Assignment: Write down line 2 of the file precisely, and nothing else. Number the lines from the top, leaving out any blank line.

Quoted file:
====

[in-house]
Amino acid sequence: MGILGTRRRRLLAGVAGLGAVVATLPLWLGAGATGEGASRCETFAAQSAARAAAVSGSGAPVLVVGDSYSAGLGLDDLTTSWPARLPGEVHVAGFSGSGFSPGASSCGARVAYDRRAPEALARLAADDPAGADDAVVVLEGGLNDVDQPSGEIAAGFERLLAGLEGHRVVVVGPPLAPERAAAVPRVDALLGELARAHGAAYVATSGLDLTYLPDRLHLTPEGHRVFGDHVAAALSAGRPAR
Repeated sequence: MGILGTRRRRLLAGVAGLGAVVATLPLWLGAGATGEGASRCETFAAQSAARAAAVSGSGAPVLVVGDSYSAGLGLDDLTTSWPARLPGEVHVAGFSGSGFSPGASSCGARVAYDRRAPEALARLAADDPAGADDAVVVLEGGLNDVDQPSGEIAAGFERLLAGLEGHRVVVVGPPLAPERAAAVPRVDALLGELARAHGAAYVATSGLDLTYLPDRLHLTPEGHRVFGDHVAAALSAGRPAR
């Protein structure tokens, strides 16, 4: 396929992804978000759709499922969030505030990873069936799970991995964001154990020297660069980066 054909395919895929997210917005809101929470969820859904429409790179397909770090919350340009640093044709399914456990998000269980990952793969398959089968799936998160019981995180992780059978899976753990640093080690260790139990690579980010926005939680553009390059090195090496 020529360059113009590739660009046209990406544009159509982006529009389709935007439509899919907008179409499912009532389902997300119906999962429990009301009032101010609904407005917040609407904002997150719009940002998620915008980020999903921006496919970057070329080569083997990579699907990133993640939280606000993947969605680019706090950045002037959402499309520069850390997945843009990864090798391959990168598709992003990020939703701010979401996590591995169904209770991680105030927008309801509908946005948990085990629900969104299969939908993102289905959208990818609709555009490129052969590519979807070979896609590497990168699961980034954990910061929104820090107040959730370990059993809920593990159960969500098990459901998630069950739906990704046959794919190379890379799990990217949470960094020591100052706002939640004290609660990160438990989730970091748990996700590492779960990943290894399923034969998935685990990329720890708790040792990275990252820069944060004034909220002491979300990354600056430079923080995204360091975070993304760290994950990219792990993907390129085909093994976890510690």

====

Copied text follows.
Amino acid sequence: MGILGTRRRRLLAGVAGLGAVVATLPLWLGAGATGEGASRCETFAAQSAARAAAVSGSGAPVLVVGDSYSAGLGLDDLTTSWPARLPGEVHVAGFSGSGFSPGASSCGARVAYDRRAPEALARLAADDPAGADDAVVVLEGGLNDVDQPSGEIAAGFERLLAGLEGHRVVVVGPPLAPERAAAVPRVDALLGELARAHGAAYVATSGLDLTYLPDRLHLTPEGHRVFGDHVAAALSAGRPAR